A simple fable: The Angles
A small mountainside village
Eugene Horto is one of the many lumber-jacks working in his small village. Each day he made the long walk through the mountain passes to where him and his friends begun chopping down large Mountain Oaks the old-fashioned way using axes. Each evening was spent sharpening the axes in preparation for the following days work.
Many in the village had wondered why Eugene had not followed in the footsteps of his father and become mayor. At the time, he simply said in his own quiet way that doing so would take him away from the precious time he can spend with his wife and two children. His family’s gain was the town’s loss as he was a loyal and smart man.
This made the events that occurred on that summer evening all the more bizarre. It had been a long day’s work felling trees. Eugene enjoyed the physical nature of the work and how it could transport his mind away from the day-to-day tasks, almost like meditation.
After completing his work for the day he began the long walk home. Through glades and mountain passes he walked. The commute was a perfect opportunity to decompress from the day’s work and leave his troubles behind – not that work was any trouble. The surrounding nature filled his heart with glee.
As he walked along the small mountain trail, approaching the final bend that signaled the beginning of the village where he lived, he spotted Alfonse off ahead sitting on a low wall. Alfonse was cruelly referred to as the village idiot by those less inspired villagers. To Eugene, he was just a kind and pleasant lad whose cards had been cruelly dealt.
As Eugene approached Alfonse, walking along the grassy trail he felt the weight of the ax resting upon his shoulder. Perfectly balanced, it neither bruised his shoulder blade nor felt insubstantial.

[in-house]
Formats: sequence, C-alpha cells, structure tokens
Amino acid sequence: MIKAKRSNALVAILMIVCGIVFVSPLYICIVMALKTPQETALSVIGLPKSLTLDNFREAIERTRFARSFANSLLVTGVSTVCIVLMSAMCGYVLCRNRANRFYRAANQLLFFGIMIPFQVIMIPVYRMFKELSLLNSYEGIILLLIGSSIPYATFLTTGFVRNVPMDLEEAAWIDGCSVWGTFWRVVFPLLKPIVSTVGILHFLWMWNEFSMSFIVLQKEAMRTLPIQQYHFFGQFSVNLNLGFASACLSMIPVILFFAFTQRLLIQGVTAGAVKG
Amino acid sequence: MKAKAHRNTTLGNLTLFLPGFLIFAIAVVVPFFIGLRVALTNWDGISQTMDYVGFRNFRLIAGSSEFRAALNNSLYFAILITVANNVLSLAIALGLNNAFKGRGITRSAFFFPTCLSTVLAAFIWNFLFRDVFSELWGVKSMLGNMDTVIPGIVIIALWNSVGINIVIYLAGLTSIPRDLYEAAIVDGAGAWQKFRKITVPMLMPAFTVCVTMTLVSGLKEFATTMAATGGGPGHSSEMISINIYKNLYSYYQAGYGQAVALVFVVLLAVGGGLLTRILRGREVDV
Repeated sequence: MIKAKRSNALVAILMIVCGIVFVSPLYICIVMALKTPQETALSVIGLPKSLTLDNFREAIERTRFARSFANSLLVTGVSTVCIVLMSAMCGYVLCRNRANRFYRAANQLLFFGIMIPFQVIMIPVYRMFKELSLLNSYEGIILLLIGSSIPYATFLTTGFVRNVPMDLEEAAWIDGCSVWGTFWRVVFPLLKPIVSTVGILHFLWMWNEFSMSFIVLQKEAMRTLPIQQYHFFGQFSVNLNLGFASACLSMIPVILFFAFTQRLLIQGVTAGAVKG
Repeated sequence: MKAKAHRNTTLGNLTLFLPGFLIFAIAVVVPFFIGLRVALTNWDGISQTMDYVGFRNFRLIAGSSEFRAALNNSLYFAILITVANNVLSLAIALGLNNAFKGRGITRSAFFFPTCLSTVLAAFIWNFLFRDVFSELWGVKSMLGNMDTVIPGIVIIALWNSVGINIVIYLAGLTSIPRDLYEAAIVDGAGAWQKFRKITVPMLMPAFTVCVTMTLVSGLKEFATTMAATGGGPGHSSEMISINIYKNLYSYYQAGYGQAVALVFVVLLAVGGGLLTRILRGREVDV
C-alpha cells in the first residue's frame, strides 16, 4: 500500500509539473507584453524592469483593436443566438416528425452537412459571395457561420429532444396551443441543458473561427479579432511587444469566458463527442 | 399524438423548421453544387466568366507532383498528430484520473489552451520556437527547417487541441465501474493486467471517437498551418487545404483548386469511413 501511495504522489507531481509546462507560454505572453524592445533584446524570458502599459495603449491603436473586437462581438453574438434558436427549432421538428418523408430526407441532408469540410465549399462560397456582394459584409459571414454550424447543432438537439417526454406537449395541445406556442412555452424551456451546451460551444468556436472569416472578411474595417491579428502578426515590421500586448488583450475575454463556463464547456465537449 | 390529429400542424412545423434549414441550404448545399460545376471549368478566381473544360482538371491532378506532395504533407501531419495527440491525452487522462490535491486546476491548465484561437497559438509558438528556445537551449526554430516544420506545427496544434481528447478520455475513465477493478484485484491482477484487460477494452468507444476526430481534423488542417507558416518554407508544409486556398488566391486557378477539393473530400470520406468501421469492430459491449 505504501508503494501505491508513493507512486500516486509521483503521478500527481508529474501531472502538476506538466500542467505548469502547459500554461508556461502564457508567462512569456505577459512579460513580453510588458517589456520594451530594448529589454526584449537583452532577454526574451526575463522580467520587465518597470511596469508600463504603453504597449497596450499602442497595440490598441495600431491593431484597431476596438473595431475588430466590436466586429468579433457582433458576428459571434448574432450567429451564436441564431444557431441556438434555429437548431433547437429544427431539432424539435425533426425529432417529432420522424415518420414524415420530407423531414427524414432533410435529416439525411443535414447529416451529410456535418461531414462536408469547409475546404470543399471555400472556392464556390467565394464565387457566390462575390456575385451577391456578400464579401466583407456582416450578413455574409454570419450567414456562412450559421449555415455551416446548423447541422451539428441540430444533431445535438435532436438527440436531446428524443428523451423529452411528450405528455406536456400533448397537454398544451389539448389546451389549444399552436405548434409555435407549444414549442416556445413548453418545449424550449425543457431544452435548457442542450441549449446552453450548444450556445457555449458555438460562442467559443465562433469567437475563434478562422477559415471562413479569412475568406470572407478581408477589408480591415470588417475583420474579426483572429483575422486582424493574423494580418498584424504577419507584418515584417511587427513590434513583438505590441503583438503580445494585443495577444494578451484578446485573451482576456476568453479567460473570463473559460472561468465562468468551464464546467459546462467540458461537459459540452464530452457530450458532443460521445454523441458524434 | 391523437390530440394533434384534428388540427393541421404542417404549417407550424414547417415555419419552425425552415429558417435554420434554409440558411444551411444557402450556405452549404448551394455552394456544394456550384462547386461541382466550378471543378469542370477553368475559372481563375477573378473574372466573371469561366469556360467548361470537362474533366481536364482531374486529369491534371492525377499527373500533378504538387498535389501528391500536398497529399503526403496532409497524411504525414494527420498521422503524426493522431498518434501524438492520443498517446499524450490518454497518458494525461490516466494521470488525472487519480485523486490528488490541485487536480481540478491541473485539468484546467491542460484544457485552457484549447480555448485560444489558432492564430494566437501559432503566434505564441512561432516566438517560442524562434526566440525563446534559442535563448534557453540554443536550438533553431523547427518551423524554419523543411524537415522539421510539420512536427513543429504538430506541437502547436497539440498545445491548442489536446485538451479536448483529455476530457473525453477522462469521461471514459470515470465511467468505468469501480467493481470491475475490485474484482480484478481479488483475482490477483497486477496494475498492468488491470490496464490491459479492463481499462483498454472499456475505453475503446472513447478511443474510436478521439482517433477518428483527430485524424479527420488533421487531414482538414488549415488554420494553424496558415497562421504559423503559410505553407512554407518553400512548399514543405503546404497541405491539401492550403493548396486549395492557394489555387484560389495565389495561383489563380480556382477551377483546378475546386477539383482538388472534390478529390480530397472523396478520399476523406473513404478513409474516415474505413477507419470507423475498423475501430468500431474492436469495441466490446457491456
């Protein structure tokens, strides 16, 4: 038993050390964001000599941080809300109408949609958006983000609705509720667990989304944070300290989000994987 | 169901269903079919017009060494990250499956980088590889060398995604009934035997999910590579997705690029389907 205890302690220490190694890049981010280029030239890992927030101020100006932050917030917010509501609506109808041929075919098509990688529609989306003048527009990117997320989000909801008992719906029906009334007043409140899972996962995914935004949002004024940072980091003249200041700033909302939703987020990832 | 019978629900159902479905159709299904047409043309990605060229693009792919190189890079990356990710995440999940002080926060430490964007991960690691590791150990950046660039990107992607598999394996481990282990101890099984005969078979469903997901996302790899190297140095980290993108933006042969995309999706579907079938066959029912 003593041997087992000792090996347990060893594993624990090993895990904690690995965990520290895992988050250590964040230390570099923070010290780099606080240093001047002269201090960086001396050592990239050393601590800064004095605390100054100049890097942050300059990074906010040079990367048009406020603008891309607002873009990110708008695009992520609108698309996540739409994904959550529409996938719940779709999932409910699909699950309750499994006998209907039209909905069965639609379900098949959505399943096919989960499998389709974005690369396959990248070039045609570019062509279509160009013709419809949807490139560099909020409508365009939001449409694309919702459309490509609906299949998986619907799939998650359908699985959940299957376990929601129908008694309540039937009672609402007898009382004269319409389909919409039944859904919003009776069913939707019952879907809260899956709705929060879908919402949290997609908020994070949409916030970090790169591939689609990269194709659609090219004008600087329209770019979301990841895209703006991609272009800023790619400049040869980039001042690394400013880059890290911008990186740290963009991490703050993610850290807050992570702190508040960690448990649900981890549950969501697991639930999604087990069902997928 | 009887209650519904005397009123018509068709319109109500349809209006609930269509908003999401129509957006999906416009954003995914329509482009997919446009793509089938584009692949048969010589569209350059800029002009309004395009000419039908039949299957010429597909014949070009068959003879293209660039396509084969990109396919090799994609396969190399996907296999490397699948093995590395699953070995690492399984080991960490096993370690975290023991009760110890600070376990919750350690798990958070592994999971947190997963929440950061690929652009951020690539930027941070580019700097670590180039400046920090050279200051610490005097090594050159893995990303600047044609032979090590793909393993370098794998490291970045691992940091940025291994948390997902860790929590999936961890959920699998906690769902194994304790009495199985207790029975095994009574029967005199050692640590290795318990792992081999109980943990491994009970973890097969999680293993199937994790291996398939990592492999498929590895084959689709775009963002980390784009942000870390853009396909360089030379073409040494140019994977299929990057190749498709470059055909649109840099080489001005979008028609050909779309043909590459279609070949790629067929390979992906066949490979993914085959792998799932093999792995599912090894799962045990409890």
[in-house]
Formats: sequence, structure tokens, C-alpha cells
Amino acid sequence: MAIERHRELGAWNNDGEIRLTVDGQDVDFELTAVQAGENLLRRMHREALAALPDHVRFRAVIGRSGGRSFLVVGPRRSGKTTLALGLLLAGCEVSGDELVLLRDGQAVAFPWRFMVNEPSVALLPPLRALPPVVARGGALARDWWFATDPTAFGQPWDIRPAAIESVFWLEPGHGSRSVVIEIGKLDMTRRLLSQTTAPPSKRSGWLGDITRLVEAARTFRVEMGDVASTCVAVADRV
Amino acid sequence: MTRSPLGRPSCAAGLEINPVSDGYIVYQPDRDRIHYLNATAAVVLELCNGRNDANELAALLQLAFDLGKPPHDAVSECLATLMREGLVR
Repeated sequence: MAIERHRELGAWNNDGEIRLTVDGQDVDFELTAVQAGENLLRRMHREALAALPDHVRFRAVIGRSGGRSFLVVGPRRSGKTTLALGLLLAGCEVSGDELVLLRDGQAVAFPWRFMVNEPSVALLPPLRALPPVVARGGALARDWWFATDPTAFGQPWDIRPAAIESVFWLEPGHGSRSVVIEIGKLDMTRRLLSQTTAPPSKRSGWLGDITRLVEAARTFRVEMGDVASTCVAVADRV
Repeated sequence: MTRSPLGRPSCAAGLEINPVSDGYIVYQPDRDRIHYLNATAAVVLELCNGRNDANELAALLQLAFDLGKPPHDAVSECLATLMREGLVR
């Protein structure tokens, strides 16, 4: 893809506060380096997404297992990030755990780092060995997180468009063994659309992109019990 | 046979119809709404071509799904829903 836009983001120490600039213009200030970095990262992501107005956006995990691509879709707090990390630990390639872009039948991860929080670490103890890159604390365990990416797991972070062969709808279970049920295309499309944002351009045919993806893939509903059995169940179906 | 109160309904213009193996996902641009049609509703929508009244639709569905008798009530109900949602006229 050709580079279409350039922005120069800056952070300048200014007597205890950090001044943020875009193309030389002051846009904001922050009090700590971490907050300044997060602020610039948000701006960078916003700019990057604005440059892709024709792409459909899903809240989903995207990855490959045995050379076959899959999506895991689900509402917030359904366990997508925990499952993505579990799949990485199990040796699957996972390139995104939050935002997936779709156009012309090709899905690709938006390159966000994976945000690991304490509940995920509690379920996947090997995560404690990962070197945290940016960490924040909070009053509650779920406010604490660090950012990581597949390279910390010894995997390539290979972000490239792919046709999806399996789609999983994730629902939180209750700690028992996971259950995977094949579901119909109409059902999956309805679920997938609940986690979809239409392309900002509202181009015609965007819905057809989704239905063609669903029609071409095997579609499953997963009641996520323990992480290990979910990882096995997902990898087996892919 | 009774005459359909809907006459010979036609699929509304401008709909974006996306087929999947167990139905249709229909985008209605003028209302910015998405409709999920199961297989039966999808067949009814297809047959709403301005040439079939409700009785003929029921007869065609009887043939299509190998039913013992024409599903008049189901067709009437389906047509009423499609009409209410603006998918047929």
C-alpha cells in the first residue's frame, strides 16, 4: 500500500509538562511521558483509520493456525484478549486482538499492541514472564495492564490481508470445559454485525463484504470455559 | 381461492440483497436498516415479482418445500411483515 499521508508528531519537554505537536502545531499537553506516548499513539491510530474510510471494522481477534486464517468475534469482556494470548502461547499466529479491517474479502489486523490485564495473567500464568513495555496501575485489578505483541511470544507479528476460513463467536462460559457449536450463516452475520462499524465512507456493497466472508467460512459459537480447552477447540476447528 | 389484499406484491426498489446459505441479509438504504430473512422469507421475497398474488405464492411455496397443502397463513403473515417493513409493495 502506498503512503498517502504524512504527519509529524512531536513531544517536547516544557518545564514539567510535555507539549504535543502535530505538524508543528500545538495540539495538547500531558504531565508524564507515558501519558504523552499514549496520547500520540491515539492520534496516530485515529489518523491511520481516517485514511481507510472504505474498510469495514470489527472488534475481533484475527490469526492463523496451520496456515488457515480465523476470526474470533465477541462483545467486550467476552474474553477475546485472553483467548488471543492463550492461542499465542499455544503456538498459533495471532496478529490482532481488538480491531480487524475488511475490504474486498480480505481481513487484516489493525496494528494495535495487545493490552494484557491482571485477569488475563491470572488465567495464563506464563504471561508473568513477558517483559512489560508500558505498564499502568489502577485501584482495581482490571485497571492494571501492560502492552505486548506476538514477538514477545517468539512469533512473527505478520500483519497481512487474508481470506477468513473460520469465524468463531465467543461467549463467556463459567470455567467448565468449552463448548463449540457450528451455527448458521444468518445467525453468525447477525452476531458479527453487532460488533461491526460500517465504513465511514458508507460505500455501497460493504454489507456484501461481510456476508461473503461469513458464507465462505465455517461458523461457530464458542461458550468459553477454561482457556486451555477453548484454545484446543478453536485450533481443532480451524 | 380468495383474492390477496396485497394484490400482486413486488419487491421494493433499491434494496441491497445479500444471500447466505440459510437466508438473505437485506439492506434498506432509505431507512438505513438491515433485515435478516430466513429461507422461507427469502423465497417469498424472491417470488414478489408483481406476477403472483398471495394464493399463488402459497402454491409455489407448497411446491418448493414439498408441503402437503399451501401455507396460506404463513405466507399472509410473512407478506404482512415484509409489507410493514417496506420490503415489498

Closer still. Eugene looked to Alfonse to see what he was doing. Alfonse was simply sitting on the wall. His round back curved. His long neck and heavy head drooping in a maudlin, almost melancholic way.
Within talking distance, Eugene held off saying anything. He looked upon Alfonse and could see the curve of his neck from the nape up to the top of his ear. The angle of his torso making a perfect angular arc.
Eugene steadied the axe upon his shoulder and gripped the handle from the end with one hand and placed his other palm on the same midway point he’d always used when working.
Then, just as the point arrived where most folk would regularly put out their hand in preparation for a handshake, Eugene raised an elbow and dropped the ax head and swung. The sweeping arc of the ax head carved through the Mountain air without so much as a whistle. The sharp edge of the blade neatly made contact with Alfonse at the base of his hairline. And with that, his drooping head dropped.
The following days were a whirlwind within the village. How could this have happened? What was Eugene thinking? His wife cried warm salty tears trying to understand what could’ve ever come over her adoring husband.
So the day came when Eugene was brought before the judge. This loyal and smart man who probably could’ve been a judge himself stood there in the dock awaiting his fate.
After days of back-and-forth the judge finally summed up the villages frustrations and asked Eugene the burning question. Whatever made you do such a thing?
Eugene looked at the judge and around the courtroom. His eyes seeking out the friends and family he’d known all his life. The answer that swirled around his mind in the intervening days, clear and concise.
All eyes were on him. Why, why, why.
He stood up, faced the judge and said. Well, your honor, the angle was right.
There are moments in life where there is a perfect alignment of the planets. You just have one of those days when everything goes right for you. The perfect moment when your training, experience and time on the planet is all so focused in on one point in time.
Perhaps it’s the perfect golf shot. Perhaps the ideal time to tell someone you love them and you knowing in your heart of hearts, that this is right. Everything has led up to this point.
Eugene’s tale highlights that moment. His lifetime experiences chopping down trees had perfected a motion and symmetry of poetry and art in motion. Unfortunately for Alfonse, the seating position and angle of his spine and neck made for the most perfect chopping angle, man and machine in synchronicity.
Even if the results are dreadful, sometimes these perfect moments are the culmination of many factors all leading towards this turning point, where the angle just seems right. It’s those days when the results are gorgeous which make it all worthwhile.